We just got in these fast-rolling and extra supple XC tires by our friends over at Fairweather and Panaracer in Japan. These tires are a great fit for your no-road touring or MTB. Though they are designed for mounting with a tube, Clint is going to try out running them tubeless on his hardtail. They're available in 26x2.1" and 29x2.25".
Lastly, we just got in a shipment of Mojave Cages and Fairweather Shred Bars.

15 March, 2017

The VO Archives

By Scott



As a history major and someone who volunteered at the Air and Space Museum's archives department while waiting for a green card, I'm a sucker for old information. I'm also the person here at VO that answers most of the questions via email and phones, so I have a handle on the kind of questions that we get on a regular basis.  Now that VO is at a point where we have been around for over 10 years (last year was our 10 year anniversary, we'll still take congratulations cards), we have products that were made for a few years and then for a variety of reasons, dropped from our line up. So we have created a new resource for the discontinued frames - an archived frame section. We're basically putting up the same descriptions that we had when we sold the frames. So if you have a Rando frame and you don't recall how big a tire fits it, you can look it up there.

We also have the older frame specs in the tech pages. So if you want to compare head tube angles and such for a bike you saw on ebay, this is the place to go.
We're proud of our line up of bikes. Certainly times have changed. Back when the Rando was in production in 2010, 32 mm tires were considered wide by most folks. Now on builds of the Campeur and Disc Pass Hunter, 32 mm seems to be where most customers start. Yet looking at the frames we have made, you can see a consistent lineage of designs made to take fenders, racks and look timeless.

07 March, 2017

Little Bit of This and That

by Igor

I'll keep it short and sweet.

We're putting Microfiber Touring Saddles in regular and wide widths with dinged or crooked badges on sale. We've moved to doing a screenprinted VeloORANGE logo because we think they look better and are safer during transport.
We're working on a new design for our VO skewers to make them more disc brake friendly (they currently flip open more than 180 degrees), so our current ones are on sale. They're perfectly fine for disc and rim brake applications granted you have brushed up on Quick Release 101.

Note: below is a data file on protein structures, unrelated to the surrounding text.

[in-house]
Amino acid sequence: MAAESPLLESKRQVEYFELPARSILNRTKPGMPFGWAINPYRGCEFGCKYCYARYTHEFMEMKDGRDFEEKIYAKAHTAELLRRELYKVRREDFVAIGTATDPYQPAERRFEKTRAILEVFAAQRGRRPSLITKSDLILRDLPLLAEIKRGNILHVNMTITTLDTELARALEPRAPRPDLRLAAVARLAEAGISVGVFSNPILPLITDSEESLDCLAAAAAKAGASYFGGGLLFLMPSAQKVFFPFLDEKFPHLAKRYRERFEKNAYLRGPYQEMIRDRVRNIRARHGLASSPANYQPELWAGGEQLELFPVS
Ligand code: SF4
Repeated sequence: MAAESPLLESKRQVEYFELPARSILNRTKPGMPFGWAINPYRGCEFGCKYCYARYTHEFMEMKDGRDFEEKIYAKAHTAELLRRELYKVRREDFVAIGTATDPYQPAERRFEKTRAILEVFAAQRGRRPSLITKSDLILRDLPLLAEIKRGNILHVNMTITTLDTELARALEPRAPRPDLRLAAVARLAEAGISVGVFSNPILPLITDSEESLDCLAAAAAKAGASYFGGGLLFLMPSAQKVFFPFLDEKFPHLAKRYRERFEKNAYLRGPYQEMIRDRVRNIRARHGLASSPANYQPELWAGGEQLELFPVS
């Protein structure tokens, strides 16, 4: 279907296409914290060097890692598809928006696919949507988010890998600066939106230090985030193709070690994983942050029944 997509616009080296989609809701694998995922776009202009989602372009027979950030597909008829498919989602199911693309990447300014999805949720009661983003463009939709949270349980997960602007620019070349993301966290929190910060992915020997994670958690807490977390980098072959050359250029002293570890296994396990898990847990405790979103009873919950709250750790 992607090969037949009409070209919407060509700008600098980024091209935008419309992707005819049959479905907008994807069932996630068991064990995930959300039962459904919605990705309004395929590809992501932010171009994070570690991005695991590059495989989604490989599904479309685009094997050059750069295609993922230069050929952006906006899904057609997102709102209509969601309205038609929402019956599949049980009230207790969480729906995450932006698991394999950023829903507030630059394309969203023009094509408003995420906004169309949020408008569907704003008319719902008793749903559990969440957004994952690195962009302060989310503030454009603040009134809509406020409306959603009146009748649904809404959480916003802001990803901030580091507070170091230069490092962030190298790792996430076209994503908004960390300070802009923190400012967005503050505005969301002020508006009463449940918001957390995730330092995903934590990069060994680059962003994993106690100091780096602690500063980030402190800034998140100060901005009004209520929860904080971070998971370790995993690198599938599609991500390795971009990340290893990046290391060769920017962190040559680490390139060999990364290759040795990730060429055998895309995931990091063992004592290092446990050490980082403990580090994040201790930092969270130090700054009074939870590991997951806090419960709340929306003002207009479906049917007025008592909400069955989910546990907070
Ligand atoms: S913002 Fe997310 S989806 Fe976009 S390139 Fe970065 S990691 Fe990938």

Thanks so much for your patience with the Cigne Stems being out of stock. They take a long time to make and the last production run sold through way faster than we expected - sometimes that happens when you test the waters with a new product. We're getting lots more in early-April.
More Mojave Cages are arriving next week. When you sign up for a product alert, you get an automated email telling you a product is in stock.
Using bikepacking equipment means you probably have braze-ons that go unused. These nifty plastic screws plug your frame and fork's holes to deter moisture and debris from entering your tubes.

That is all. Have a great day!

03 March, 2017

Tie-dye Fri-dye!

by Clint

Ready for warm weather
We have an office tradition of wearing tie-dye on Fridays.  Tie-dye Fri-dye.  I may or may not be the only participant.  Anyways, I was looking at our white bar tape the other day and thought a little tie-dye would be a great way to spice it up.
Gettin' in the nooks & crannies
It's easy enough to do.  You just need a tie-dye kit and white cotton bar tape.  I like our tape for this application.  It's nice and thick so it'll soak up plenty of dye.

I experimented with a few different folds for the tape.  I don't think these ended up making much of a difference.  It's easy enough to wrap a few rubber bands around it right out of the box and get to the dying.  When you've got it all wrapped up, I'd recommend soaking it in water before you dye.  This will help the dyes absorb into the fabric.
Dye patterns: Stripes & top and bottom dip
Time to dye!  I tried a couple different dye application methods.  Stripes along the rubber bands and soaking the top and bottom of the coil.  Both worked pretty well.  You really need to get in the cracks of the tape to make sure it all gets color.  Unless you want some white.  That's a pretty cool effect too.

Here's the tape on a couple bikes!  I think it turned out pretty darn well.  Just in time for the unseasonably warm weather we're having!

Tie-dye klunker

Shout out to Alison for the corks!

Dreamy bar wrap
We had some leftover dye from the bar tape so we tied an dyed a few shirts, shoes, and caps!  Great participation in tie-dye Friday today!
Tie-Dye crew.